To date seven Viking Age burials have been discovered in the sand dunes above an excellent location to beach ships near the village of Cnip. In 1979 a female (35-40) burial was found accompanied by a pair of P51(early 10th century) non-matching oval brooches, 44 coloured glass beads, antler comb, iron knife in leather sheaf, whetstone pendant, bird-bone needle case and two iron needle fragments, iron sickle, Irish bronze ringed pin (10th century), and an Insular bronze belt buckle and strap-end. A boy (6) with a pendant and bead was discovered in 1991, whilst a further five burials were uncovered in 1994: two unaccompanied males (35-45 and 40+); a female (35-45) buried with a bone pin and iron plate; an infant (6-9 months) was buried with an amber bead and bone pin; and another infant (at or close to birth) was buried with a rivet-head. Radiocarbon dating of the burials excavated in 1991 and 1994 suggest a late 9th/early 10th-century date. Isotope analysis of all of the burials suggests that none of them had spent their childhoods in Scandinavia – some were local and some had lived elsewhere in Britain and Ireland. The burials were within 20m of a Bronze Age cairn which was visible during the Viking Age, possibly just as a sandy mound. The viewshed map demonstrates that visibility of/from the site is centred on the bay. For the nearby burial at Bhaltos see below.
GPS: N 58° 13.233, W 006° 56.503
NGR: NB 0994 3639
R.D.E. Welander, C. Batey and T.G. Cowie, 1987, ‘A Viking burial from Kneep, Uig, Isle of Lewis’, Proceedings of the Society of Antiquaries of Scotland 117: 149-74.
A.J. Dunwell, T.G. Cowie, M.F. Bruce, T. Neighbour and A.R. Rees, 1995, ‘A Viking Age cemetery at Cnip, Uig, Isle of Lewis’, Proceedings of the Society of Antiquaries of Scotland 125: 719-52.
J. Graham-Campbell, 2006, ‘Valtos’, Reallexikon der Germanischen Altertumskunde 32: 64-66.
J. Montgomery and J.A. Evans, 2006, ‘Immigrants on the Isle of Lewis – combining traditional funerary and modern isotope evidence to investigate social differentiation, migration and dietary change in the Outer Hebrides of Scotland’, in R. Gowland and C. Knüsel (eds), Social Archaeology of Funerary Remains. Studies in Funerary Archaeology 1. Oxford: Oxbow, 122-42.
In 1994 the burial of a male (30-40) was discovered just above high water mark in sand-dunes at Tràigh lar beach, Nisabost. The body was accompanied by a whetstone and an iron knife. The burial was 2.5 m from an unaccompanied burial. The beach is on the north coast of Harris and would be an excellent place to land a boat. As with most of the beach burials the site is to one side of the beach and bay, rather than being central. The large Clach Mhic Leòid standing stone, though distant, is clearly visible on a hill north of the burial site.
GPS: N 57° 51.631, W 006° 59.511
NGR: NG 04000 96587
Currently the best description of this burial is at http://www.rcahms.gov.uk/ (Canmore ID 335605)
In 1862 a mound with a large standing stone on top of it on the coastal side of the village of Bovre was opened to reveal a burial containing a pair of 9th century-type oval brooches, an iron weaving sword/batten, comb, ringed pin, bronze needle case, penannular brooch, drinking horn, and a knife. Although the name ‘Ardvonrig’ may refer to anywhere on the peninsula the association with a standing stones means that the burial must have been at or near one of the two existing standing stones, probably the one which is now laying down which is approximately 240cm long, roughly matching the description of the one in the original report (as outlined in my article listed below). As the standing stones are only 11m apart this burial belongs in the ‘within 25m’ category, and the location is exactly known if my argument regarding the recumbent standing stone is accepted. The shore (Stong Mòr) is close to the site but not visible, although water is. There is a clearly visible cairn 42m from the larger standing stone.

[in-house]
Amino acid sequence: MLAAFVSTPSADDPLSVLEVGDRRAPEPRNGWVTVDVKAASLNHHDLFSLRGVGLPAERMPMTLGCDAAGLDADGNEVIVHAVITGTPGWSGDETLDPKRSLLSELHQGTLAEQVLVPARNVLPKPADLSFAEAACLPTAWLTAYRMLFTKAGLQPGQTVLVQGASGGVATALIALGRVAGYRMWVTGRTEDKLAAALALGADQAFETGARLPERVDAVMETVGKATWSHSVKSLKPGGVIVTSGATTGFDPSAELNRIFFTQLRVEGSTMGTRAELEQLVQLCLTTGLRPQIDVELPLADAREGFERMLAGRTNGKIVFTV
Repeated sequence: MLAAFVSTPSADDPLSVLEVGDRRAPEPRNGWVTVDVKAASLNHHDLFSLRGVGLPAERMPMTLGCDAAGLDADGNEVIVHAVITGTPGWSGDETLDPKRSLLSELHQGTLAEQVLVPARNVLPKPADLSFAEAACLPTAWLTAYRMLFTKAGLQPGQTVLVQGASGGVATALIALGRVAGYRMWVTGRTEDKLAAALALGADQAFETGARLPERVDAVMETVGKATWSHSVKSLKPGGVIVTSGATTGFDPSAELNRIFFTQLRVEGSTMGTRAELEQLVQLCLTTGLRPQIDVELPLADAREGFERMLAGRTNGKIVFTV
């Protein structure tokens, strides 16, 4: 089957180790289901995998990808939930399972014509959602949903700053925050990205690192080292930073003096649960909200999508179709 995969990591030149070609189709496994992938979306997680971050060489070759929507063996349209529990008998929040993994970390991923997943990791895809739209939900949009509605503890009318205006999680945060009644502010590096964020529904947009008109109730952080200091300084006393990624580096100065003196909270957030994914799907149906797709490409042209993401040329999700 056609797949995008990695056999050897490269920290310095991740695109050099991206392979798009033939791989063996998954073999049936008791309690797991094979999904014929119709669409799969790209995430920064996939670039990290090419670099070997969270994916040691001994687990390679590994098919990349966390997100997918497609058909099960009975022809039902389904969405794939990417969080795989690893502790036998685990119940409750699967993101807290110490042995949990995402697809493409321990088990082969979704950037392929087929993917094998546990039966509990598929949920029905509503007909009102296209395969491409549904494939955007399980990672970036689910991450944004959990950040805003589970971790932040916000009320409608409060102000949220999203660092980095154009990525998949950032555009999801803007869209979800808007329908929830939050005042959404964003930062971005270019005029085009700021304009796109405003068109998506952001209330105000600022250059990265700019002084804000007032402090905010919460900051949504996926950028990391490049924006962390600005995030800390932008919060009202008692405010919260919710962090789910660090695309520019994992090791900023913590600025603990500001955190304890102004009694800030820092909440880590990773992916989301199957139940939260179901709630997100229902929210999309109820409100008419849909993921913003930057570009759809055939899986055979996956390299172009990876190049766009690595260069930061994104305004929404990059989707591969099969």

GPS: N 56° 58.948, W 007° 30.729
NGR: NF 6527 0144
A.G. Edge & J. Williams, 1863, in ‘Exhibitions and Donations’, Proceedings of the Society of Antiquaeries of London 2nd Series, 2: 229-231.
K. Gordon, 1990, ‘A Norse Viking-age grave from Cruach Mhor, Islay’, Proceedings of the Society of Antiquaries of Scotland 120: 151-160.
S. McLeod, 2015, ”Ardvonrig’, Isle of Barra’, Proceedings of the Society of Antiquaries of Scotland 145: 299-305.
In 1915 a burial under a sand mound and in a cabbage patch was found 137m due west of Bhaltos (Valtos) School by school children. It contained a pair of 9th century oval brooches, Irish brooch, Irish buckle, Irish penannular brooch, amber bead, and copper-alloy chain. If the description of the burial being found 137m (150 ft) due west of the school is accurate, it would place the burial on a natural terrace within a steep hill below a road, by which the beach can be reached. Although it has been suggested that the site was north of the road, the original report associates the burial with a mound known as ‘The Castle’ which was close to the sea, suggesting that the burial was south of the road. The burial belongs in the ‘approximate location known’ category. The site overlooks the bay and Tràigh na Clibhe (beach of the fort).
GPS: N 58° 13.166, W 006° 57.897
D.J. Macleod, 1916, ‘An account of a find of ornaments of the Viking time from Valtos, Uig, in the Island of Lewis’, Proceedings of the Society of Antiquaries of Scotland 50: 181-3.